The Miami Marlins are changing our hitting philosophy. It appears that we’re moving away from focusing on power and moving to a more small ball oriented approach. This should lead to us pursuing players who fit that mold. It begs the question of whether it’s the right move. Which strategy has led to more World Series wins in the last 21 years? I decided to analyze this in a simple way: home runs = power oriented team and average and stolen bases = small ball.
Which hitting philosophy benefits the Miami Marlins the most?
2000 New York Yankees: The team was slightly above average in home runs (205) and more so in average (.278). Just barely above average in stolen bases (99).Hard to place them in either category.
2001 Arizona Diamondbacks: They were also slightly above average in home runs (208) and the same with average (.267). Below average in stolen bases (71). They were neither really.
2002 Anaheim Angels: They were below average in home runs (152) but first in average with .282 and ekite in SB’s (117). That’s a small ball team.
2003 Florida Marlins: Below average in home runs (157), above average in average (.266) and first in stolen bases (150). Small ball team.
2004 Boston Red Sox: Top 5 in home runs (222), tied for first in average (.282), below average in SB’s (68). They were closer to a home run team.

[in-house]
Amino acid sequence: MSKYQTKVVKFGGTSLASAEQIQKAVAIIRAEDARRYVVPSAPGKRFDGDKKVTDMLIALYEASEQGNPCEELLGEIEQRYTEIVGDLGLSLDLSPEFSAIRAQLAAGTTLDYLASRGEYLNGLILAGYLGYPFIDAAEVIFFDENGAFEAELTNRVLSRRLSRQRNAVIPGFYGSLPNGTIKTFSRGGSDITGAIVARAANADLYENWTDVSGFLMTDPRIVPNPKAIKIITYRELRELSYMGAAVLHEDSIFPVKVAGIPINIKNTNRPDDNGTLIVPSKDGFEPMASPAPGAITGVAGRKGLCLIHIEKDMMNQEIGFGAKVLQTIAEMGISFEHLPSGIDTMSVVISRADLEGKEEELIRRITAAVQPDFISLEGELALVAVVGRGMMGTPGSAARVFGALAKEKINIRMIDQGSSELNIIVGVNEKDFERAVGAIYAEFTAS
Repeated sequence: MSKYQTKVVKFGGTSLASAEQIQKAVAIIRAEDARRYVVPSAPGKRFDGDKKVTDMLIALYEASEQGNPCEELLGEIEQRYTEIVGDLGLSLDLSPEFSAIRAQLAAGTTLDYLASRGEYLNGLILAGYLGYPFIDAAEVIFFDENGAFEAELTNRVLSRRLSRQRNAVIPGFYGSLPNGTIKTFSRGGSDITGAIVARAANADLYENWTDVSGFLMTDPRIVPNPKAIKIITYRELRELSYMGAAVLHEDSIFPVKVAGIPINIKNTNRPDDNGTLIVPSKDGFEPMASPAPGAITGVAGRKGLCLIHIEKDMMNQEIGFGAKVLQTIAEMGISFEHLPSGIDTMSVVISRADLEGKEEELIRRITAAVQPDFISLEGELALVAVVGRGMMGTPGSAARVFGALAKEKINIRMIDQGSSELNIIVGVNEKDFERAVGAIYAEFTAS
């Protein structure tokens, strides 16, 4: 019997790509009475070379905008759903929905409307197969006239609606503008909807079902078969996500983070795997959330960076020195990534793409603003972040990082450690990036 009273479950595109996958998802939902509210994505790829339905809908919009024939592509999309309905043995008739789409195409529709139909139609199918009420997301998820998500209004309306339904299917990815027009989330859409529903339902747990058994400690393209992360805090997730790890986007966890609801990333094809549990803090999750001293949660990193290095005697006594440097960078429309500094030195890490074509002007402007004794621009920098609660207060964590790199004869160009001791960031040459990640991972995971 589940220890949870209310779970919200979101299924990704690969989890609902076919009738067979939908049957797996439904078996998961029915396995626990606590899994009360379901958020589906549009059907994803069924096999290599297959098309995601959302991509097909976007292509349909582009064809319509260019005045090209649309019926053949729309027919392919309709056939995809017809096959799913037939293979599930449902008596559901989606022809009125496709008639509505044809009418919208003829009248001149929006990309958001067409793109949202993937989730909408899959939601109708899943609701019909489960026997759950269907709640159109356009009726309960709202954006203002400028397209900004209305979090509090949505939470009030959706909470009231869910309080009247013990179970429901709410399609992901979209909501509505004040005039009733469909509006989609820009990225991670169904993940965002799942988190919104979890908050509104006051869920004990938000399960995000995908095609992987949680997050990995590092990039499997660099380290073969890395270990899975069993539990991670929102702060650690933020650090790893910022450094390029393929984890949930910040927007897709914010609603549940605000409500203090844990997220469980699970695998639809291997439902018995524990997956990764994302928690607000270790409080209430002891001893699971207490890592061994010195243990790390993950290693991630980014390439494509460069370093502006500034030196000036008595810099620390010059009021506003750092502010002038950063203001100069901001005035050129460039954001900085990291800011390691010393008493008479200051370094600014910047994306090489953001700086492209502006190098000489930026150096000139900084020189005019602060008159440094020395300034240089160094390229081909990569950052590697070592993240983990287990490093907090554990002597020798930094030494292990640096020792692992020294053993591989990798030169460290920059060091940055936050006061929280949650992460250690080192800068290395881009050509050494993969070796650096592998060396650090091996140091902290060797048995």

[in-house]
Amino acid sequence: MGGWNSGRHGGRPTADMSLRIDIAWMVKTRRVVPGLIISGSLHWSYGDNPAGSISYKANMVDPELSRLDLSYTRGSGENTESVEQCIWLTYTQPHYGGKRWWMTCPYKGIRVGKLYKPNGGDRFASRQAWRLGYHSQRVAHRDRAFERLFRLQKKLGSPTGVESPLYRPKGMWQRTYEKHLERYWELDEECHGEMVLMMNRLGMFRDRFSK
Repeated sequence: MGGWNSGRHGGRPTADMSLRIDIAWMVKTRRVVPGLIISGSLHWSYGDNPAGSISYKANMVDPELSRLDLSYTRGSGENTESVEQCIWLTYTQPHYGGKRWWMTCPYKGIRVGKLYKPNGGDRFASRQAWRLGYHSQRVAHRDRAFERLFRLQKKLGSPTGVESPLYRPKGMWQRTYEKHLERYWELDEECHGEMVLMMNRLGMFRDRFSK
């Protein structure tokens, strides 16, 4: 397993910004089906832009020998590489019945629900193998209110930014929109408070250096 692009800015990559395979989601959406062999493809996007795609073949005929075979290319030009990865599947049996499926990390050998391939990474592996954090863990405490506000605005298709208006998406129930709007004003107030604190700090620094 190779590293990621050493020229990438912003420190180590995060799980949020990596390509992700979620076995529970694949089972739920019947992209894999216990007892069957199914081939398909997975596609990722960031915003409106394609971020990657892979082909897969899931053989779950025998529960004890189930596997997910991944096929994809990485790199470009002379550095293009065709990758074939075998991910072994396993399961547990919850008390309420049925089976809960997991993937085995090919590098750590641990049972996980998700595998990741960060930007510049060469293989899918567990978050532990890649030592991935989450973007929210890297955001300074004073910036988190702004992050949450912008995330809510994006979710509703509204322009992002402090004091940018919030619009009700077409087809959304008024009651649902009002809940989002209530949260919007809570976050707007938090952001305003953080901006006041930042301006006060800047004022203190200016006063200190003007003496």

2005 Chicago White Sox: Top 5 in home runs (200), below average in average (.262) and top 4 in SB’s (137). Weird mix.
2006 St. Louis Cardinals: Above average in homers (184), average in batting average (.269), below average in SB’s (59).
2007 Boston Red Sox: Average in home runs (166), top 6 in average (.279), average in stolen bases (96). They were neither one.
2008 Philadelphia Phillies: Second in home runs (214), below average in average (.255) and top 4 in stolen bases (156). They were neither one.
2009 New York Yankees: First in home runs (244), second in average (.283), slightly above average in SB’s (111). Great complete offense.
To be continued…